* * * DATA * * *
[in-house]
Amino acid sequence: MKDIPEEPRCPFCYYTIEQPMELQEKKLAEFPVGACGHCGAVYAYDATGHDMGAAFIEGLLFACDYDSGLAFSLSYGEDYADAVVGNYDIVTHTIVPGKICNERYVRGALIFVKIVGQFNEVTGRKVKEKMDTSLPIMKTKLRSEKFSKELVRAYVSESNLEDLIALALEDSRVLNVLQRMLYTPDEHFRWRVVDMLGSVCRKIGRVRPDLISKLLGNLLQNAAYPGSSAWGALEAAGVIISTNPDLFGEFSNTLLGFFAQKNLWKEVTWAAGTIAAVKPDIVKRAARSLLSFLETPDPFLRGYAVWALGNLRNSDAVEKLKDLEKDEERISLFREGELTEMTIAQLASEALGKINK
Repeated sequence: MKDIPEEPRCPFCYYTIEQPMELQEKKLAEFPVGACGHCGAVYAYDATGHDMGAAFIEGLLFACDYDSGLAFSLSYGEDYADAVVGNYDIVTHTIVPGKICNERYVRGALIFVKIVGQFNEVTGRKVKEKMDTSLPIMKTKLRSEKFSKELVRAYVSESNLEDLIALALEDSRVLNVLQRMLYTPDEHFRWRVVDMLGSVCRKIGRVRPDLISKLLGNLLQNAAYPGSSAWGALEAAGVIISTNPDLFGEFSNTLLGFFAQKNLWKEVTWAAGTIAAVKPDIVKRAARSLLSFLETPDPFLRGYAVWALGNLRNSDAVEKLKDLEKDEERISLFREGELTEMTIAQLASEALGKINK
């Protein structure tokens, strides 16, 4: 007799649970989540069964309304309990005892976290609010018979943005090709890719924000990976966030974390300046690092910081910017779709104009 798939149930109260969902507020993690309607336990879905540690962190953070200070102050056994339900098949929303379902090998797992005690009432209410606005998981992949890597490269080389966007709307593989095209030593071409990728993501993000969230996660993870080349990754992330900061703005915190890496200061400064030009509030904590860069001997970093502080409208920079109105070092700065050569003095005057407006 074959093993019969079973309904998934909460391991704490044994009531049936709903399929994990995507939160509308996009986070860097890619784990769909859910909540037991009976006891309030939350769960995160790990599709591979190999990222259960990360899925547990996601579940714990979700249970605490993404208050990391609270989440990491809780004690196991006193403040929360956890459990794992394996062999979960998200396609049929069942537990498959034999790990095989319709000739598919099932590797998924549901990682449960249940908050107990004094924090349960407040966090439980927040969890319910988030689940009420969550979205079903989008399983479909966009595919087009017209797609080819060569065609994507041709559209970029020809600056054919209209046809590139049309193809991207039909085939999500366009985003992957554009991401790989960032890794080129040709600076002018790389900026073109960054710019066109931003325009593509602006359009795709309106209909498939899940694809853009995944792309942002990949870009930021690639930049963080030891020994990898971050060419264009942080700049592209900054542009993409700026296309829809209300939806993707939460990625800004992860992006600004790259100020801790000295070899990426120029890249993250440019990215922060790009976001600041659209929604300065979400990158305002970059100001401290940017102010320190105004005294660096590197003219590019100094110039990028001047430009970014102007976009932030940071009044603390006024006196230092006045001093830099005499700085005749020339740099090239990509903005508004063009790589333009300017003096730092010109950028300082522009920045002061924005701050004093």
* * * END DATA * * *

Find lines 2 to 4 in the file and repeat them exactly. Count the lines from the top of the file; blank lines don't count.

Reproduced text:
Amino acid sequence: MKDIPEEPRCPFCYYTIEQPMELQEKKLAEFPVGACGHCGAVYAYDATGHDMGAAFIEGLLFACDYDSGLAFSLSYGEDYADAVVGNYDIVTHTIVPGKICNERYVRGALIFVKIVGQFNEVTGRKVKEKMDTSLPIMKTKLRSEKFSKELVRAYVSESNLEDLIALALEDSRVLNVLQRMLYTPDEHFRWRVVDMLGSVCRKIGRVRPDLISKLLGNLLQNAAYPGSSAWGALEAAGVIISTNPDLFGEFSNTLLGFFAQKNLWKEVTWAAGTIAAVKPDIVKRAARSLLSFLETPDPFLRGYAVWALGNLRNSDAVEKLKDLEKDEERISLFREGELTEMTIAQLASEALGKINK
Repeated sequence: MKDIPEEPRCPFCYYTIEQPMELQEKKLAEFPVGACGHCGAVYAYDATGHDMGAAFIEGLLFACDYDSGLAFSLSYGEDYADAVVGNYDIVTHTIVPGKICNERYVRGALIFVKIVGQFNEVTGRKVKEKMDTSLPIMKTKLRSEKFSKELVRAYVSESNLEDLIALALEDSRVLNVLQRMLYTPDEHFRWRVVDMLGSVCRKIGRVRPDLISKLLGNLLQNAAYPGSSAWGALEAAGVIISTNPDLFGEFSNTLLGFFAQKNLWKEVTWAAGTIAAVKPDIVKRAARSLLSFLETPDPFLRGYAVWALGNLRNSDAVEKLKDLEKDEERISLFREGELTEMTIAQLASEALGKINK
């Protein structure tokens, strides 16, 4: 007799649970989540069964309304309990005892976290609010018979943005090709890719924000990976966030974390300046690092910081910017779709104009 798939149930109260969902507020993690309607336990879905540690962190953070200070102050056994339900098949929303379902090998797992005690009432209410606005998981992949890597490269080389966007709307593989095209030593071409990728993501993000969230996660993870080349990754992330900061703005915190890496200061400064030009509030904590860069001997970093502080409208920079109105070092700065050569003095005057407006 074959093993019969079973309904998934909460391991704490044994009531049936709903399929994990995507939160509308996009986070860097890619784990769909859910909540037991009976006891309030939350769960995160790990599709591979190999990222259960990360899925547990996601579940714990979700249970605490993404208050990391609270989440990491809780004690196991006193403040929360956890459990794992394996062999979960998200396609049929069942537990498959034999790990095989319709000739598919099932590797998924549901990682449960249940908050107990004094924090349960407040966090439980927040969890319910988030689940009420969550979205079903989008399983479909966009595919087009017209797609080819060569065609994507041709559209970029020809600056054919209209046809590139049309193809991207039909085939999500366009985003992957554009991401790989960032890794080129040709600076002018790389900026073109960054710019066109931003325009593509602006359009795709309106209909498939899940694809853009995944792309942002990949870009930021690639930049963080030891020994990898971050060419264009942080700049592209900054542009993409700026296309829809209300939806993707939460990625800004992860992006600004790259100020801790000295070899990426120029890249993250440019990215922060790009976001600041659209929604300065979400990158305002970059100001401290940017102010320190105004005294660096590197003219590019100094110039990028001047430009970014102007976009932030940071009044603390006024006196230092006045001093830099005499700085005749020339740099090239990509903005508004063009790589333009300017003096730092010109950028300082522009920045002061924005701050004093």